At least one of the documents seized by the FBI describes Iran’s missile program, according to these people, who spoke on the condition of anonymity to describe an ongoing investigation. Other documents described highly sensitive intelligence work aimed at China, they said.

Unauthorized disclosures of specific information in the documents would pose multiple risks, experts say. People aiding U.S. intelligence efforts could be endangered, and collection methods could be compromised. In addition, other countries or U.S. adversaries could retaliate against the United States for actions it has taken in secret.

Clearly, nothing to worry about.

Lindsey Graham appealed to the Supreme Court in a last-ditch attempt to get out of testifying to the Fulton County, Georgia grand jury about his possible interference in the 2020 election. I’ve got to wonder what question he is afraid to answer under oath, that it’s worth going to this much trouble.

Friday, Steve Bannon was sentenced to four months in prison for contempt of Congress. He defied a subpoena from the January 6 committee similar to the one Trump got. (Again: What question is he afraid of?) His sentence won’t begin until his appeals are exhausted, but he’s going to jail eventually, because this case is really really simple: He got a legal subpoena and he didn’t show up.

Meanwhile, his completely unrelated fraud trial should start in November.

and John Durham’s final whimper

The Durham investigation was supposed to uncover some huge anti-Trump plot inside the Deep State, and demonstrate that the Trump/Russia investigation was based on politics rather than evidence. Trump promised it would uncover “the crime of the century“, and claimed Durham was “coming up with things far bigger than anybody thought possible”.

But as so often happens with Trump’s claims, when it’s time to produce evidence they come up short. It happened again in the Igor Danchenko case, which concluded Tuesday with an acquittal. The jury deliberated for only nine hours, and a juror quoted by the Washington Post said there were “no holdouts“.

As in the Sussman case, the only other Durham indictment that went to trial, the charge was that someone lied to the FBI, not that the FBI investigation itself was corrupt or ill-founded. And even that small claim could not be proved to a jury. Danchenko’s lawyer said:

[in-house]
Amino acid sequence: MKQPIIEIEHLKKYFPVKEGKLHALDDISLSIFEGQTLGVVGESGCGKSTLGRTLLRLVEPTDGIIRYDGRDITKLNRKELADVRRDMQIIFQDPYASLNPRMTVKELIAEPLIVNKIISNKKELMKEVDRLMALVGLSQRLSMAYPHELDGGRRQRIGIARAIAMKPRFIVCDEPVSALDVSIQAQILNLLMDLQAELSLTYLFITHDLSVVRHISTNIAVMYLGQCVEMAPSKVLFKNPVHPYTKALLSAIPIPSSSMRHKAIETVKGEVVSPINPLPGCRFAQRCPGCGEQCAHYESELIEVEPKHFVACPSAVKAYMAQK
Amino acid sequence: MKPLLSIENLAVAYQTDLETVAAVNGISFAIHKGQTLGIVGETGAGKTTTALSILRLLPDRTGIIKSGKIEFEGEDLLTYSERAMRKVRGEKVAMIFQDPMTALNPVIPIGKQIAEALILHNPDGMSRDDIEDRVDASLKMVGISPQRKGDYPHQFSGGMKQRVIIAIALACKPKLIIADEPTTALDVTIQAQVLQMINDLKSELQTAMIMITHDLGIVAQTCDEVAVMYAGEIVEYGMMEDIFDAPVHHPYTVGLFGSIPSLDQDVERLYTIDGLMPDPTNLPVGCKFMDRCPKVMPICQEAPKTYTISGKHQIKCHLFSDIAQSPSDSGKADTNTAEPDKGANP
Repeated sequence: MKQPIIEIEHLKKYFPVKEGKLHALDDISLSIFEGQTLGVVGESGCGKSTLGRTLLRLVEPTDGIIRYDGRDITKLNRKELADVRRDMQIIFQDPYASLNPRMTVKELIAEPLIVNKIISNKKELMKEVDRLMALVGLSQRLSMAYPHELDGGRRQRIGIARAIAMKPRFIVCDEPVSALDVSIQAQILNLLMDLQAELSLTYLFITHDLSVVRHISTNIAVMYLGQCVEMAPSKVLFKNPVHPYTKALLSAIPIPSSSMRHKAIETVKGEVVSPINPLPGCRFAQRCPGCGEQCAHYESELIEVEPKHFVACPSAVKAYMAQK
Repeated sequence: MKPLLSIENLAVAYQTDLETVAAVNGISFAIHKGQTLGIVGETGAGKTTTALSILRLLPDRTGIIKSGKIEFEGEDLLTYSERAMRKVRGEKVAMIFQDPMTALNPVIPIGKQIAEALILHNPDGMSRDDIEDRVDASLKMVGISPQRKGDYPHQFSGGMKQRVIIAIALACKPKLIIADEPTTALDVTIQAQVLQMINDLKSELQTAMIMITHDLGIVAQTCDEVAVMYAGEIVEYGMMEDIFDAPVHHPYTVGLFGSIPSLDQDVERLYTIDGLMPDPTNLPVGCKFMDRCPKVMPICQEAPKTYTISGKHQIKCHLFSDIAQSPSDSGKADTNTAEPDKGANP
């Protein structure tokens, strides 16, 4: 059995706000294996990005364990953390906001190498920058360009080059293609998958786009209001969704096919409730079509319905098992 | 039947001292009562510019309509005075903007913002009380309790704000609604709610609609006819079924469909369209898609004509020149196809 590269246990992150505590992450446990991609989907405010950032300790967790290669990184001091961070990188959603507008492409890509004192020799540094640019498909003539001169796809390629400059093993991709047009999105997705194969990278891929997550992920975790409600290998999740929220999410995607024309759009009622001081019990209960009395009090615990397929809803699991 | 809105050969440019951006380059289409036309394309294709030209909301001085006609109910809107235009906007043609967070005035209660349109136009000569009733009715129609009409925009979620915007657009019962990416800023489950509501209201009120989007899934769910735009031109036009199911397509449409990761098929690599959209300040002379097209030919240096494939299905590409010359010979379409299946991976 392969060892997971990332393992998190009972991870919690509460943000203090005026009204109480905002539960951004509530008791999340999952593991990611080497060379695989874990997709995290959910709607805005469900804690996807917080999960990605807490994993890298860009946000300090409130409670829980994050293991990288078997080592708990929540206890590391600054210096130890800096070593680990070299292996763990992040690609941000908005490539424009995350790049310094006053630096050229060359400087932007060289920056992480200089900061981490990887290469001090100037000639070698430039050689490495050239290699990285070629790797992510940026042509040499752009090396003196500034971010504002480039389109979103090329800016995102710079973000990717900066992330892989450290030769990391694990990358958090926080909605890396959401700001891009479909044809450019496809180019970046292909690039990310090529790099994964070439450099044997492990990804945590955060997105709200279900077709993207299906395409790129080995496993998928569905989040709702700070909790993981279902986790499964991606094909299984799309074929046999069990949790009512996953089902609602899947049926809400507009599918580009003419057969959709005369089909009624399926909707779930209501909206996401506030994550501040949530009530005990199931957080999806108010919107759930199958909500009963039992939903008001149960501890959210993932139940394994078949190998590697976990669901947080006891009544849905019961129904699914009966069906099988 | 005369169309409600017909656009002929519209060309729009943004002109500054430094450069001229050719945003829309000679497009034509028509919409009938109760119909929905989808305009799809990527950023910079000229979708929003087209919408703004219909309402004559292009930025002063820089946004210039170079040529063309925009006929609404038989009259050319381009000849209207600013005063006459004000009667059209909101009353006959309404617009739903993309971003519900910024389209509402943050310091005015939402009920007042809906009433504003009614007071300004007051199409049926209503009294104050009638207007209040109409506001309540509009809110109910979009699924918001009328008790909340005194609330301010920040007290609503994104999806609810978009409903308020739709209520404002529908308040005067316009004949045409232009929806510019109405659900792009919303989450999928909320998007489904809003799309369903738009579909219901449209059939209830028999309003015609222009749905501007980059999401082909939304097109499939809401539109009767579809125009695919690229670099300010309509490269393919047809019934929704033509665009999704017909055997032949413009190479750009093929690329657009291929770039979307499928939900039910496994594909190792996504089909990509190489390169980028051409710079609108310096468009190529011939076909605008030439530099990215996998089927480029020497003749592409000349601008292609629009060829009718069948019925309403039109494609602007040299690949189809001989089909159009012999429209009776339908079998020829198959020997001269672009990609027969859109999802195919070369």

If this trial has proven anything, it’s that the special counsel’s investigation was focused on proving crimes at any cost as opposed to investigating whether any occurred

Charlie Savage and Linda Qiu of the NYT point out that Durham applied very different standards when he was investigating CIA torture during the Bush administration.

At the time, Mr. Durham had set a high bar for charges and for releasing information related to the investigation. Throughout his 2008-2012 investigation, he found no one he deemed worthy of indictment even though two detainees had died in the C.I.A.’s custody, and he fought a Freedom of Information Act lawsuit to avoid disclosing to the public his findings and witness interview records.

Durham’s grand jury has expired with no other indictments outstanding, so this looks like the end of the line for his long, expensive, and unproductive investigation. He’ll produce a report that will probably make his master happy by rehashing all the conspiracy theories he did not prove. But in the end “the crime of the century” has resulted in two acquittals, one minor guilty plea, and no one going to jail.

and you also might be interested in …

Last Monday, WaPo revealed one more way that the Trump Organization had scammed the government: Family members with Secret Service protection stayed in Trump hotels, which then overcharged the agents who protected them.

The records show that in 40 cases the Trump Organization billed the Secret Service far higher amounts than the approved government rate — in one case charging agents $1,185 a night to stay at the Trump International Hotel in D.C. The new billing documents, according to a congressional committee’s review, show that U.S. taxpayers paid the president’s company at least $1.4 million for Secret Service agents’ stays at Trump properties for his and his family’s protection.

That $1,185 was five times the government rate, and the $1.4 million doesn’t include payments to Trump’s Mar-a-Lago or Bedminster properties, which he frequently visited as president.

Eric Trump’s previous claims that agents got discounted rates or stayed “free”, and that the government “saved a fortune”, appear to be lies.

Back in August, Florida Governor Ron DeSantis announced with great fanfare that his new Election Crimes Office had arrested 20 Floridians who had voted illegally in 2020. This was seen on the Right as evidence that voter fraud is rampant and that more states should have their own ECOs.

From the beginning, though, the cases seemed a bit off. The 20 were all people who had been in prison, and who believed (incorrectly, it turned out) that the 2018 referendum returning felon voting rights applied to them. So they registered, were sent voter cards by local election officials, and then voted.

Since the 20 were confused and the government itself erred by approving their registrations, simply revoking those registrations seems like an adequate response. But instead the ECO charged them with a third-degree felony punishable by up to five years in prison. (The point seems to be to terrorize people who aren’t sure about their eligibility. It’s a voter-suppression tactic.)

Friday, the first case came to court, and the charges were dismissed because the state prosecutors have no jurisdiction.